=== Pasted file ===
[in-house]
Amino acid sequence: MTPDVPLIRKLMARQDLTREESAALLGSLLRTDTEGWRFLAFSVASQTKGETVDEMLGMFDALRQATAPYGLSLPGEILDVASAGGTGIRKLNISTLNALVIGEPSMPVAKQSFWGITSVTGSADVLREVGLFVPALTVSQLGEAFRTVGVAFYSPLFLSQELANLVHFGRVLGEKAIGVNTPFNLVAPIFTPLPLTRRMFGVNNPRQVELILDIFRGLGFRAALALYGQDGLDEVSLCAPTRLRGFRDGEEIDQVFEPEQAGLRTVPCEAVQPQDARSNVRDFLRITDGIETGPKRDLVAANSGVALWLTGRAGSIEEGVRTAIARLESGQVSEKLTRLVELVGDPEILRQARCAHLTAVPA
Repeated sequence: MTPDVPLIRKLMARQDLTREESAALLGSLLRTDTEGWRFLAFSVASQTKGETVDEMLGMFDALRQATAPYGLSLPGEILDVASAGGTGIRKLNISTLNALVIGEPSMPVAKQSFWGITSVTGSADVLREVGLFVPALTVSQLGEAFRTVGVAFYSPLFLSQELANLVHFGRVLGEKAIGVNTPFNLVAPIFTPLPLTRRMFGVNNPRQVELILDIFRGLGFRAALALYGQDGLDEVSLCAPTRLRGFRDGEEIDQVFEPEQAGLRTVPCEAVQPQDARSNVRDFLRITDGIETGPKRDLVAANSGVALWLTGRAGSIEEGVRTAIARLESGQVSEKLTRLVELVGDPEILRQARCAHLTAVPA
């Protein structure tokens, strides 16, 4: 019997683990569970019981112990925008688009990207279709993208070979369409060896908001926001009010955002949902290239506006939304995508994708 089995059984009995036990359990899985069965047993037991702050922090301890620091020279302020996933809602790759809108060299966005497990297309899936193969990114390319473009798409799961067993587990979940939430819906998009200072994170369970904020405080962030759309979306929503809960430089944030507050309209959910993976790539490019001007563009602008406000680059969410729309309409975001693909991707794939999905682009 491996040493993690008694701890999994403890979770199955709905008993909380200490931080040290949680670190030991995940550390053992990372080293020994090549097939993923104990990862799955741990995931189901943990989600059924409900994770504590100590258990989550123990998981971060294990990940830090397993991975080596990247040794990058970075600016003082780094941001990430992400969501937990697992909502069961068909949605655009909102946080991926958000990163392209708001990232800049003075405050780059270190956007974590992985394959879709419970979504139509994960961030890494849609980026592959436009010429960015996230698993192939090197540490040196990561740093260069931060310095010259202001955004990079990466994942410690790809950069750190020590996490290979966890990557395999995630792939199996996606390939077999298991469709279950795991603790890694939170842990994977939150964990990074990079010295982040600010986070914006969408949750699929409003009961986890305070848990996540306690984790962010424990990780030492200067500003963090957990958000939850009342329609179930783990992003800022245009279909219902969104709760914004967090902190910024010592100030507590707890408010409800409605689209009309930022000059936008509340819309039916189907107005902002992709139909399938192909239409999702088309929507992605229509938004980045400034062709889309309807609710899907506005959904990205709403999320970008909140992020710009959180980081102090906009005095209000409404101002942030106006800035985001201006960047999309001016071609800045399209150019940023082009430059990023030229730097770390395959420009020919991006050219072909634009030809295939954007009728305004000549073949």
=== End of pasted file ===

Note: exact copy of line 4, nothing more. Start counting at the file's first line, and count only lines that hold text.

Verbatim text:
């Protein structure tokens, strides 16, 4: 019997683990569970019981112990925008688009990207279709993208070979369409060896908001926001009010955002949902290239506006939304995508994708 089995059984009995036990359990899985069965047993037991702050922090301890620091020279302020996933809602790759809108060299966005497990297309899936193969990114390319473009798409799961067993587990979940939430819906998009200072994170369970904020405080962030759309979306929503809960430089944030507050309209959910993976790539490019001007563009602008406000680059969410729309309409975001693909991707794939999905682009 491996040493993690008694701890999994403890979770199955709905008993909380200490931080040290949680670190030991995940550390053992990372080293020994090549097939993923104990990862799955741990995931189901943990989600059924409900994770504590100590258990989550123990998981971060294990990940830090397993991975080596990247040794990058970075600016003082780094941001990430992400969501937990697992909502069961068909949605655009909102946080991926958000990163392209708001990232800049003075405050780059270190956007974590992985394959879709419970979504139509994960961030890494849609980026592959436009010429960015996230698993192939090197540490040196990561740093260069931060310095010259202001955004990079990466994942410690790809950069750190020590996490290979966890990557395999995630792939199996996606390939077999298991469709279950795991603790890694939170842990994977939150964990990074990079010295982040600010986070914006969408949750699929409003009961986890305070848990996540306690984790962010424990990780030492200067500003963090957990958000939850009342329609179930783990992003800022245009279909219902969104709760914004967090902190910024010592100030507590707890408010409800409605689209009309930022000059936008509340819309039916189907107005902002992709139909399938192909239409999702088309929507992605229509938004980045400034062709889309309807609710899907506005959904990205709403999320970008909140992020710009959180980081102090906009005095209000409404101002942030106006800035985001201006960047999309001016071609800045399209150019940023082009430059990023030229730097770390395959420009020919991006050219072909634009030809295939954007009728305004000549073949």